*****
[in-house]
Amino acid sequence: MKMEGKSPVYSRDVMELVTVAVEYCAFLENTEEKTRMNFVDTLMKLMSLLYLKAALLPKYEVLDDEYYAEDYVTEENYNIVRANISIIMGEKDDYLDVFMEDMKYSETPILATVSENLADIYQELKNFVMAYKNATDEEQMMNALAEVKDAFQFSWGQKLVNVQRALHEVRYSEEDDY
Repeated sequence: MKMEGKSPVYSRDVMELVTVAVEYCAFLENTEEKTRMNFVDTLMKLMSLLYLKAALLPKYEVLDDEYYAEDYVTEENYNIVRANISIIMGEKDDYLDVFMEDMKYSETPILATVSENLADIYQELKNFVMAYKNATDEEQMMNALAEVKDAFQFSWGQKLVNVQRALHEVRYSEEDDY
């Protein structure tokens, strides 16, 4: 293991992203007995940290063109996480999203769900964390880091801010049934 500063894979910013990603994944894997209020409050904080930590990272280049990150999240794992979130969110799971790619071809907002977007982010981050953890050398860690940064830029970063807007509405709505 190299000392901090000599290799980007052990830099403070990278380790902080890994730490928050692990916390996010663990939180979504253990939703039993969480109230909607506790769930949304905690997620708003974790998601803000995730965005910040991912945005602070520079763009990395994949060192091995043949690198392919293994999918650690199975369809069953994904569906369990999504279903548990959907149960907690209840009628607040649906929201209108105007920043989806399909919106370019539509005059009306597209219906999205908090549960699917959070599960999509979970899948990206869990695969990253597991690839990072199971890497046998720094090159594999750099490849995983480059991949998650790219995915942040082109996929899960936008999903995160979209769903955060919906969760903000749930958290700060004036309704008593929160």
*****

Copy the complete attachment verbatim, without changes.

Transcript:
[in-house]
Amino acid sequence: MKMEGKSPVYSRDVMELVTVAVEYCAFLENTEEKTRMNFVDTLMKLMSLLYLKAALLPKYEVLDDEYYAEDYVTEENYNIVRANISIIMGEKDDYLDVFMEDMKYSETPILATVSENLADIYQELKNFVMAYKNATDEEQMMNALAEVKDAFQFSWGQKLVNVQRALHEVRYSEEDDY
Repeated sequence: MKMEGKSPVYSRDVMELVTVAVEYCAFLENTEEKTRMNFVDTLMKLMSLLYLKAALLPKYEVLDDEYYAEDYVTEENYNIVRANISIIMGEKDDYLDVFMEDMKYSETPILATVSENLADIYQELKNFVMAYKNATDEEQMMNALAEVKDAFQFSWGQKLVNVQRALHEVRYSEEDDY
């Protein structure tokens, strides 16, 4: 293991992203007995940290063109996480999203769900964390880091801010049934 500063894979910013990603994944894997209020409050904080930590990272280049990150999240794992979130969110799971790619071809907002977007982010981050953890050398860690940064830029970063807007509405709505 190299000392901090000599290799980007052990830099403070990278380790902080890994730490928050692990916390996010663990939180979504253990939703039993969480109230909607506790769930949304905690997620708003974790998601803000995730965005910040991912945005602070520079763009990395994949060192091995043949690198392919293994999918650690199975369809069953994904569906369990999504279903548990959907149960907690209840009628607040649906929201209108105007920043989806399909919106370019539509005059009306597209219906999205908090549960699917959070599960999509979970899948990206869990695969990253597991690839990072199971890497046998720094090159594999750099490849995983480059991949998650790219995915942040082109996929899960936008999903995160979209769903955060919906969760903000749930958290700060004036309704008593929160």